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UFC Macau TV ads stir up controversy over content which could be seen as racist

A series of UFC Macau ads starring Dong Hyun Kim have caused a minor stir for being able to be potentially seen as racist. The ads feature Kim smashing watermelons and chicken ahead of his bout with Tyron Woodley.

Suhaimi Abdullah

A series of ads by Super Action (UFC's Korean TV broadcast partner) for UFC Macau were released recently which focus on Dong Hyun Kim ahead of his bout with Tyron Woodley. What stood out to some, and became the focus of a discussion on Twitter on Wednesday night, was that two of the ads could be seen as potentially racially insensitive.

In the first ad, Kim smashes a watermelon with a kick, in the second, he punches a chicken. There is a third in which he plays whack-a-mole. Obviously, the intent of the ads is comedy.

However, Woodley is African American and there is a long and ugly history of using caricatures of African Americans as lazy and obsessed with chicken and watermelon, this would seem to be a situation where it'd have helped to have someone step in and suggest other items be used for the ads. Rather than delve into it here, if you'd like to know the background and history of the "chicken and watermelon stereotype," this website goes into it quite deeply.

Fuzzy Zoeller and Sergio Garcia both made huge national news with comments--separated by a decade and a half, no less--about Tiger Woods and fried chicken and the stereotype became an ugly part of both of Barack Obama's campaigns for the presidency with racist photoshops of him with chicken and watermelon made the rounds. So, these ugly, hurtful stereotypes are not exactly buried 100 years in the past.

At this point I should note that I am not suggesting that Dong Hyun Kim or the makers of the ad were intentionally making racist advertisements targeting Woodley's race. It's entirely possible that, being as these are Korean ads, that cultural stereotype and the century plus long ugly history associated with it never once crossed the minds of those involved.

The larger questions are:

1) Did the UFC have the opportunity to review and approve the ad prior to it's release?

This is not a company known for being loose with it's brand. They go after people for making gifs and even for taking screenshots of an event. They don't often give up control of any use of their name or property to an absolute degree. Part of the issues with getting their big TV deal done (when they bounced around in negotiations with Fox, HBO, etc) was that they wanted control over how the product was presented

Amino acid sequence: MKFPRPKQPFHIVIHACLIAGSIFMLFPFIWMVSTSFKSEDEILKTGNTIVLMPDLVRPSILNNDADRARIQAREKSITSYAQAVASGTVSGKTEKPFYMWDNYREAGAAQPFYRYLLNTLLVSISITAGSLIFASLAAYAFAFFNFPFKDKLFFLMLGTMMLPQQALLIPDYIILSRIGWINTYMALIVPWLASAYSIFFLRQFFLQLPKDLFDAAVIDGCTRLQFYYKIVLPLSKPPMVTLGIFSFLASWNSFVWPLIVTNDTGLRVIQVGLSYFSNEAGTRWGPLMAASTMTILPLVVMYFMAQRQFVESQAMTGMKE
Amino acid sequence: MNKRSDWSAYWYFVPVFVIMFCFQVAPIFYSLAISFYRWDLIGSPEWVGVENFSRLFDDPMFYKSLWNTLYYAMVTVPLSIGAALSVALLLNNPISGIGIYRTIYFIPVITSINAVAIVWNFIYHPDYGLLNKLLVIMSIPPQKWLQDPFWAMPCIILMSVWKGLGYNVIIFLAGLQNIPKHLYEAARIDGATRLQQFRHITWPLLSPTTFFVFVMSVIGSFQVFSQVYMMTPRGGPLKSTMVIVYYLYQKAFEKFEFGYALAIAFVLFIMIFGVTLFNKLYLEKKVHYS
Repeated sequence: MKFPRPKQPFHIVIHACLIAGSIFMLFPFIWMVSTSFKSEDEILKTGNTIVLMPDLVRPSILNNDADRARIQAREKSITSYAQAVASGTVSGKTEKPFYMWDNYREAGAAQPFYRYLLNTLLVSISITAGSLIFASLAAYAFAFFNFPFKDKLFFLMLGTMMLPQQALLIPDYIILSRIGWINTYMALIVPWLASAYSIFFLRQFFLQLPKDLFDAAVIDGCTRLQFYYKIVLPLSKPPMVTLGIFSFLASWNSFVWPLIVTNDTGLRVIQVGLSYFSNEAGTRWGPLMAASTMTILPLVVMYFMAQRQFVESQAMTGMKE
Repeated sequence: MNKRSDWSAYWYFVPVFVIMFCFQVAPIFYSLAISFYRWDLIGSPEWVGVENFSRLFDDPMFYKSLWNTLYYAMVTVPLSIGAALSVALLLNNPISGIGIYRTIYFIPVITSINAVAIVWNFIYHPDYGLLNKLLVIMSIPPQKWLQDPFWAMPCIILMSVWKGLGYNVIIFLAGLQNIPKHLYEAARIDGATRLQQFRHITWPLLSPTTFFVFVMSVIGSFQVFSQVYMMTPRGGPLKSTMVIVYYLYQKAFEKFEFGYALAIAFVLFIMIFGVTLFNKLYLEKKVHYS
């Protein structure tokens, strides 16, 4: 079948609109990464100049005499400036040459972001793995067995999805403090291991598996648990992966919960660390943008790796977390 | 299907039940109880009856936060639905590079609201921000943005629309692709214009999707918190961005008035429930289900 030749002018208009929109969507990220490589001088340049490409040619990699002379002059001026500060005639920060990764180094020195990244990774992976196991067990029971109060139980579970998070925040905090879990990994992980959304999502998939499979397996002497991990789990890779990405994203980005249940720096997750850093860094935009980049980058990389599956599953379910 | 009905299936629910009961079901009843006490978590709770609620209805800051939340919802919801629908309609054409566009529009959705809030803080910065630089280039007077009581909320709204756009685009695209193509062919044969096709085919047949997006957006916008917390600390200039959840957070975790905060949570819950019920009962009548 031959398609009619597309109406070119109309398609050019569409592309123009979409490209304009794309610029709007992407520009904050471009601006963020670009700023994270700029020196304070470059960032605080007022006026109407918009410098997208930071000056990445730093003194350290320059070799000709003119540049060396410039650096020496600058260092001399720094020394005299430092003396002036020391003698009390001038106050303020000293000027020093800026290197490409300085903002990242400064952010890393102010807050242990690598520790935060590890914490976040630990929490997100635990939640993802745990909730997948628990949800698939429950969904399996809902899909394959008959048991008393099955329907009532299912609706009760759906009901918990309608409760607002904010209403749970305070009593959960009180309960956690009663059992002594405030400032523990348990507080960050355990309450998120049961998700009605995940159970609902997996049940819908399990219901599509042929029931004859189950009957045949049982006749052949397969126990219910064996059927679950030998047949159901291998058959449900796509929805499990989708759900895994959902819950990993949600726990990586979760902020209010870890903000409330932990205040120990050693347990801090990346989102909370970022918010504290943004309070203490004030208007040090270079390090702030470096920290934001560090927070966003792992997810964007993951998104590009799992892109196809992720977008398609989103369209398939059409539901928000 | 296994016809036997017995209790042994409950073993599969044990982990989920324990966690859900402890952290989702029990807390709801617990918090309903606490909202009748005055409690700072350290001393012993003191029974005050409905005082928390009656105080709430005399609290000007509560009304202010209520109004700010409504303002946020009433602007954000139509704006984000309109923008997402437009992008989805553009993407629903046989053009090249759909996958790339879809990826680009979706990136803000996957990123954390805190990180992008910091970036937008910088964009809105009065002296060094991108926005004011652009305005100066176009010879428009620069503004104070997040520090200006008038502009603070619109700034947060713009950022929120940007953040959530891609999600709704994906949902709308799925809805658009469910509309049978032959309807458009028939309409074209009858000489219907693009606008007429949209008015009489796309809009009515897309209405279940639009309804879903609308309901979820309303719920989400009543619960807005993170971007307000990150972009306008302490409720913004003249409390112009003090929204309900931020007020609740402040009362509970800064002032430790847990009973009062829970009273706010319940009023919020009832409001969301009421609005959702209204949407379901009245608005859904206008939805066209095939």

It's also worth remembering this poster from UFC 111:


The UFC photoshopped out a Buddhist prayer tattoo from Dan Hardy's abdomen for an event in New Jersey because, in Dana White's words, "I'm trying to get into China...I don't need anti-Chinese government stuff on my fighters." They were so worried about being offensive in this case that a completely non-offensive tattoo (which was in no way "anti-Chinese government") was taken completely off an ad.

So, was someone at the UFC in charge of approving the ads or at least offering opinion?

2) Will steps be taken to try to prevent the potentially offensive moments in the future?

The most relevant comparison is the UFC's handling of brands such as Hoelzer Reich. That company was actively sponsoring UFC fighters despite their merchandise heavily featuring neo-Nazi symbols and being closely tied to white power music and culture.

Once the "oversight" was brought to light, the UFC banned Hoelzer Reich from their broadcasts and it seems that the company died. It would seem that, if the UFC didn't have a hand in the ads, they may want to going forward.

There was also the controversy over "Rising Sun" imagery in the UFC, most notably when Chan Sung Jung asked Georges St. Pierre to not wear a gi that featured the Japanese Rising Sun flag. It was pointed out by Jung that westerners might not be aware of the war crimes associated with that flag and World War 2, but that ignorance led to "setting a bad example."

This is relevant in that it may be the exact reverse for the Kim ads. That the Koreans involved with making the ad had no ill intent or knowledge of the history but that ignorance could have led to an offensive situation and a potential PR nightmare.

Though, it does appear that some of these stereotypes have made their way to Korean popular culture:

"KyoChon Chicken ran a commercial in 2010 advertising that if you are ever washed up on a desert island full of angry black people who want to boil you in a pot, you should deter them by giving them some fried chicken."

"In November 2013, Miss A's Min was lambasted when she Photoshopped a picture of American rapper Rick Ross' head onto a female rapper's body, crawling toward an image of fried chicken, The Korea Times reported."

"Beast, Big Bang, Girls' Generation and Super Junior have all used blackface in their videos, on photo shoots or in comedy routines. In one comedy show in 2010, Beast member Lee Gi-kwang devoured a piece of watermelon while in blackface."

Bloody Elbow reached out to the UFC last night in an effort to get a statement on any involvement in the ad approval process as well as their take on the potentially offensive nature of the ads.

As of press time we have not received a response, but the story will be updated should one be provided.